"The hunger and thirst were terrible. The Israelis shot [tear] gas at us twice, stuck an iron bar through the fence and tried to push us away. ... The men pleaded for eight days, and on the eighth day, they no longer had the strength to resist. They were faint and screamed, 'Kill us here.'"

That is how W., a boy from Eritrea, described this week what he and 20 other migrants underwent at the hands of Israel Defense Forces soldiers along the border fence with Egypt.

This shocking description, along with similar testimony given as affidavits at the Saharonim Prison to attorneys from the We Are Refugees organization, hasn't elicited any response from the IDF Spokesman, or from any other governmental body. Yet this description ought to have shocked every Israeli.

The story of the 21 migrants caught between the fences along the Israeli border, on sovereign Israeli territory, ended in inhumane fashion. The Prime Minister's Office decided to permit entry only to two women and one teenage boy, who were promptly imprisoned, while expelling the 18 men. State agencies didn't even bother to find out what became of those who were expelled.

Now it also turns out that they were banished forcibly and cruelly, with tear gas and iron bars, and not as the Prime Minister's Bureau said, in its deceptive phraseology: "The infiltrators went back the way they came."

This shameful incident cannot be allowed to pass quietly. The authorities must immediately launch a probe into who gave the order to treat the migrants this way - in violation of international refugee law and the international conventions Israel has signed - and punish the guilty parties. The way the High Court of Justice evaded hearing the case - first by postponing the hearing for three days, then by deciding that the issue had become moot - is also very disturbing.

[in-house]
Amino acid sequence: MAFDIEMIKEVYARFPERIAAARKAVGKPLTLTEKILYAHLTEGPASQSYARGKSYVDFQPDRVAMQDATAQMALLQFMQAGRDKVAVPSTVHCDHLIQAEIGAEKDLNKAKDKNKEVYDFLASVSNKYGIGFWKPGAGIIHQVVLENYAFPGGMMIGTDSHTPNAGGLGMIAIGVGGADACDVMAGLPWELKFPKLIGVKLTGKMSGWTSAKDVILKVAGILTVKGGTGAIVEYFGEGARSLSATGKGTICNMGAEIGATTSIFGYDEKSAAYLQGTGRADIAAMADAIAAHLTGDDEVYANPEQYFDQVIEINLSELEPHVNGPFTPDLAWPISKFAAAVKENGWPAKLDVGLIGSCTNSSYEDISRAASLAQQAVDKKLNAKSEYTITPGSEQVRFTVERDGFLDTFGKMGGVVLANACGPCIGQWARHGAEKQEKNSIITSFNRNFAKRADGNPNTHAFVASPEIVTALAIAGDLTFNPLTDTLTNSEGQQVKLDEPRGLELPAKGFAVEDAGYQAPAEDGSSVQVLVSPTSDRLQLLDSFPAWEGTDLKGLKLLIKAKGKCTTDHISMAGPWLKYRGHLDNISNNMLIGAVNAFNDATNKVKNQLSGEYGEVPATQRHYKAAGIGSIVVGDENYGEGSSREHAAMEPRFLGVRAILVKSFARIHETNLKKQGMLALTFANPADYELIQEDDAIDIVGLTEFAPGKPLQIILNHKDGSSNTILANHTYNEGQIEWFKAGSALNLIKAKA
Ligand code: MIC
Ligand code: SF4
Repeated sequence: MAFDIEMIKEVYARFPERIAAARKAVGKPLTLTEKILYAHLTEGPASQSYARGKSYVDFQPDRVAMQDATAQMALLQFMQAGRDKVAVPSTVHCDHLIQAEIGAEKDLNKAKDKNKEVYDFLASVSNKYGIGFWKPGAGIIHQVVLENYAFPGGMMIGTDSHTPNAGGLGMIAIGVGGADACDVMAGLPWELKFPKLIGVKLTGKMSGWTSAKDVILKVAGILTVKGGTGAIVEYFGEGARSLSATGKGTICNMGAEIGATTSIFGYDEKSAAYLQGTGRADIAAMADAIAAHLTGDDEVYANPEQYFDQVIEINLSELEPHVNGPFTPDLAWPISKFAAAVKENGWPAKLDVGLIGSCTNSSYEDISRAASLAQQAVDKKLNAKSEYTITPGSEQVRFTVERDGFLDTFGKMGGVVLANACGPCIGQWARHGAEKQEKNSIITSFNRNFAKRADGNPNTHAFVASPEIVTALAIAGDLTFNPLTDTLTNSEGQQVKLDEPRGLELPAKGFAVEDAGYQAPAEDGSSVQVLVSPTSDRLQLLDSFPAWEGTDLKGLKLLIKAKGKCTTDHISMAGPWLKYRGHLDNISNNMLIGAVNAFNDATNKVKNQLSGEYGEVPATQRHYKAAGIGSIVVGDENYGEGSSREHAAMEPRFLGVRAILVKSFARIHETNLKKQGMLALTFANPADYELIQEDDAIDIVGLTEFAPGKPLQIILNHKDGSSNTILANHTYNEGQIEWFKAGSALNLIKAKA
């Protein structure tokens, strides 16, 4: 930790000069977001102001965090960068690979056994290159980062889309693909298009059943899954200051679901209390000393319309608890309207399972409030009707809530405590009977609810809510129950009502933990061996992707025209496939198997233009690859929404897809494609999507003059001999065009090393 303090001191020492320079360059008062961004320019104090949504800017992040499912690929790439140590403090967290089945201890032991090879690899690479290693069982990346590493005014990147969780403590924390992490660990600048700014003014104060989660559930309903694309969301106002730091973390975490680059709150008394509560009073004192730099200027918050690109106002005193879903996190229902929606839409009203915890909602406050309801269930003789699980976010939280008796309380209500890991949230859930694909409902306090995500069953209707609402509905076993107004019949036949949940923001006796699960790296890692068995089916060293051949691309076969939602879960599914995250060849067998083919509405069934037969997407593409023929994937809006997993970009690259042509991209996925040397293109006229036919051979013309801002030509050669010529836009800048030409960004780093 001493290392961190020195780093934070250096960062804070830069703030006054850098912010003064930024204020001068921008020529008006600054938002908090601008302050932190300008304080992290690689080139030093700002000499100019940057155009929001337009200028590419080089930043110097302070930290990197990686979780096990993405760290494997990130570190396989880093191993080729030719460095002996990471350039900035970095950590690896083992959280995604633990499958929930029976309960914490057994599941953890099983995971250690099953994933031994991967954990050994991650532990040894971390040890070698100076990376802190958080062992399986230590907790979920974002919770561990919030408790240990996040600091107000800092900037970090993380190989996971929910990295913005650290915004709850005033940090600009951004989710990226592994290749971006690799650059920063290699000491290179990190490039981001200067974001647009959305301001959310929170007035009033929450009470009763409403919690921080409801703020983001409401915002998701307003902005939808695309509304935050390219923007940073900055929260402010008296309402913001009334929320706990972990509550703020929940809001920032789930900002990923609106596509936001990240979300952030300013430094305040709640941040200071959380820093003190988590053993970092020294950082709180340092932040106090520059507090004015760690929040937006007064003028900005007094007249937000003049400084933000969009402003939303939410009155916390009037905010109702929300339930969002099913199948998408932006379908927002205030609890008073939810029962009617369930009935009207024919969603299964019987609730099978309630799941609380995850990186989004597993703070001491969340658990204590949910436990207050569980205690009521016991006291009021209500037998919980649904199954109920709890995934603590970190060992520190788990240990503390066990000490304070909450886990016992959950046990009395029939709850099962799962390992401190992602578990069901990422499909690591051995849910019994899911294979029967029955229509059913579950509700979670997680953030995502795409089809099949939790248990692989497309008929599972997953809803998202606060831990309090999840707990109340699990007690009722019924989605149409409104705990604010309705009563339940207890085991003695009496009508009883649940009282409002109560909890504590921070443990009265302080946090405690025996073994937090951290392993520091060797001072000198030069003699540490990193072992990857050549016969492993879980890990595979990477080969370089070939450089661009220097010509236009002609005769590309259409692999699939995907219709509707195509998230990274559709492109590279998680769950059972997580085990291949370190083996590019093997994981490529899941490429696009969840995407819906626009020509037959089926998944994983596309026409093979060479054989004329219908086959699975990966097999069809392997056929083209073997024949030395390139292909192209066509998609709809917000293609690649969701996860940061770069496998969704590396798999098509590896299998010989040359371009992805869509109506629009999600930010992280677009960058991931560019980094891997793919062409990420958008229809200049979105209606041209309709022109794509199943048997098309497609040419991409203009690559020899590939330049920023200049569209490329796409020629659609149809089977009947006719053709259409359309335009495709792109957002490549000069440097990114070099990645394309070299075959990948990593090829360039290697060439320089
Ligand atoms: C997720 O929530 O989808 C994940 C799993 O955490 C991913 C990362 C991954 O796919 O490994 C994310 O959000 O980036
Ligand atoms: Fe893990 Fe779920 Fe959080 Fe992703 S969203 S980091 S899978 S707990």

In its treatment of migrants from Africa, Israel is gradually degenerating toward committing crimes against humanity. According to the Rome Statute of the International Criminal Court, such crimes include broad or systematic assaults on a civilian population. The brutal expulsion of 18 Eritreans doesn't meet this definition, but the interior minister's plan to jail tens of thousands of migrants without trial for three years or more might very well be such a crime. The state must stop this degeneration immediately.